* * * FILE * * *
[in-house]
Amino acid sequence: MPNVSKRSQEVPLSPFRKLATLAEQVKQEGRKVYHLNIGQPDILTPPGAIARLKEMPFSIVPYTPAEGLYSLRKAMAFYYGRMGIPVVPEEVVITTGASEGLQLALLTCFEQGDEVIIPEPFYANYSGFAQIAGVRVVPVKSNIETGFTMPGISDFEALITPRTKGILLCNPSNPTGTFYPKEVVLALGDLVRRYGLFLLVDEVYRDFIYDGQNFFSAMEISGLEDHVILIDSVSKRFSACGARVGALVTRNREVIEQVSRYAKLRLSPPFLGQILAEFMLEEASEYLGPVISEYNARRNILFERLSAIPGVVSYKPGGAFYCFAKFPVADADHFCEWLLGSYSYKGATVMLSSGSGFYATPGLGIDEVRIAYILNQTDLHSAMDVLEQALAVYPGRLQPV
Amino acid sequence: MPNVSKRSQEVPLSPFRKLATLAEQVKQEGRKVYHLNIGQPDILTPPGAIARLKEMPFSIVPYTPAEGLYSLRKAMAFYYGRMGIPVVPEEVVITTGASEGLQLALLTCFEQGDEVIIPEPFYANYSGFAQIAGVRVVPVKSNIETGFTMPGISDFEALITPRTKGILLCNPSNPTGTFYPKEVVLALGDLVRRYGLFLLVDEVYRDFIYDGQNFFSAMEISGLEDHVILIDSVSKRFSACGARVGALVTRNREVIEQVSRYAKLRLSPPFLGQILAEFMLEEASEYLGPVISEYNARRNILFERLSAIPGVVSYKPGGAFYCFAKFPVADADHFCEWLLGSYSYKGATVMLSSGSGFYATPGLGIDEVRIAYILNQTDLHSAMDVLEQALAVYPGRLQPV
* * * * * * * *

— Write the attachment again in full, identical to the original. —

[in-house]
Amino acid sequence: MPNVSKRSQEVPLSPFRKLATLAEQVKQEGRKVYHLNIGQPDILTPPGAIARLKEMPFSIVPYTPAEGLYSLRKAMAFYYGRMGIPVVPEEVVITTGASEGLQLALLTCFEQGDEVIIPEPFYANYSGFAQIAGVRVVPVKSNIETGFTMPGISDFEALITPRTKGILLCNPSNPTGTFYPKEVVLALGDLVRRYGLFLLVDEVYRDFIYDGQNFFSAMEISGLEDHVILIDSVSKRFSACGARVGALVTRNREVIEQVSRYAKLRLSPPFLGQILAEFMLEEASEYLGPVISEYNARRNILFERLSAIPGVVSYKPGGAFYCFAKFPVADADHFCEWLLGSYSYKGATVMLSSGSGFYATPGLGIDEVRIAYILNQTDLHSAMDVLEQALAVYPGRLQPV
Amino acid sequence: MPNVSKRSQEVPLSPFRKLATLAEQVKQEGRKVYHLNIGQPDILTPPGAIARLKEMPFSIVPYTPAEGLYSLRKAMAFYYGRMGIPVVPEEVVITTGASEGLQLALLTCFEQGDEVIIPEPFYANYSGFAQIAGVRVVPVKSNIETGFTMPGISDFEALITPRTKGILLCNPSNPTGTFYPKEVVLALGDLVRRYGLFLLVDEVYRDFIYDGQNFFSAMEISGLEDHVILIDSVSKRFSACGARVGALVTRNREVIEQVSRYAKLRLSPPFLGQILAEFMLEEASEYLGPVISEYNARRNILFERLSAIPGVVSYKPGGAFYCFAKFPVADADHFCEWLLGSYSYKGATVMLSSGSGFYATPGLGIDEVRIAYILNQTDLHSAMDVLEQALAVYPGRLQPV